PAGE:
Who is my neighbor?

Over the course of this year, I hope to read through all the Unspoken Sermons by George MacDonald.  I have blogged on old George before and I find his writing sublime.  More importantly, I find his understanding of the nature of God to be so refreshing to my soul, that I put his work in the rarefied air (at least in my humble opinion) of such writers as Thomas Merton, A. W. Tozer, C.S. Lewis, and G.K. Chesterton.  Simply put, perhaps no other post-biblical writer has drawn me closer to the Presence of God at work in my life than George MacDonald.

This week, I take an excerpt from the sermon Love Thy Neighbor as this week’s quote of the week.  Loving my neighbor is not something that I easily do because of my rampant self-centeredness.  I’d much rather love my friends or love my family.  I find it very easy to love the one who loves me or the one who will do something for me.  All others fall into the hazy mist created by the very selfish question, who is my neighbor?  In that hazy mist, I vainly think I can choose who I have to love and who I can get away with not loving.  MacDonald, like Jesus, clears the fog from my eyes.

Who is my neighbor?

He with whom I have any transactions, any human dealings whatever.  Not the man only with whom I dine; not the friend only with whom I share my thoughts; not the man only whom my compassion would lift from some slough; but the man who makes my clothes; the man who prints my book; the man who drives me in his cab; the man who begs from me in the street, to whom it may be, for brotherhood’s sake, I must not give; yea, even the man who condescends to me.  With all and each there is a chance of doing the part of a neighbor; if in no other way yet by speaking truly, acting justly, and thinking kindly.  Even these deeds will help to that love which is born of righteousness.  All true action clears the springs of right feeling, and lets their waters rise and flow.  A man must not choose his neighbor; he must take the neighbor that God sends him.  In Him, whoever he be, lies, hidden or revealed, a beautiful brother.  The neighbor is just the man who is next to you at the moment, the man with whom any business has brought you in contact.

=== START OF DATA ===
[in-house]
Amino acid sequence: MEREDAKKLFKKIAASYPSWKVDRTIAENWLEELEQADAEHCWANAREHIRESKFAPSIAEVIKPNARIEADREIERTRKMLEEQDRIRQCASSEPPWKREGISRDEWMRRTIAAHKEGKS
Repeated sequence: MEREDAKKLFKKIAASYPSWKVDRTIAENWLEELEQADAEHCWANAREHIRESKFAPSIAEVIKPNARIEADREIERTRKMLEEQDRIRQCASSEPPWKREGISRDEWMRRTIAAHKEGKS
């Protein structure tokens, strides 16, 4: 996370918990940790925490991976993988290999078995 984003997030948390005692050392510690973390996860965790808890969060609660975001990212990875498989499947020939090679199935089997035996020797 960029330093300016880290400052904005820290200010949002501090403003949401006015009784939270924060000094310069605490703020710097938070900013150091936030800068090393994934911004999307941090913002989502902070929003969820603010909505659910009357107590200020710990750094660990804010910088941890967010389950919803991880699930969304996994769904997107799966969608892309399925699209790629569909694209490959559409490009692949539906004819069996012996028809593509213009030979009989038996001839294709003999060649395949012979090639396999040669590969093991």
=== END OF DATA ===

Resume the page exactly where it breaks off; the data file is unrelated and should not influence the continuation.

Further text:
Thus will love spread and spread in wider and stronger pulses till the whole human race will be to the man sacredly lovely.  Drink-debased, vice-defeatured, pride-puffed, wealth-bollen, vanity-smeared, they will yet be brothers, yet be sisters, yet be God-born neighbors. Any rough-hewn semblance of humanity will at length be enough to move the man to reverence and affection.  It is harder for some to learn thus than for others.  There are whose first impulse is ever to repel and not to receive.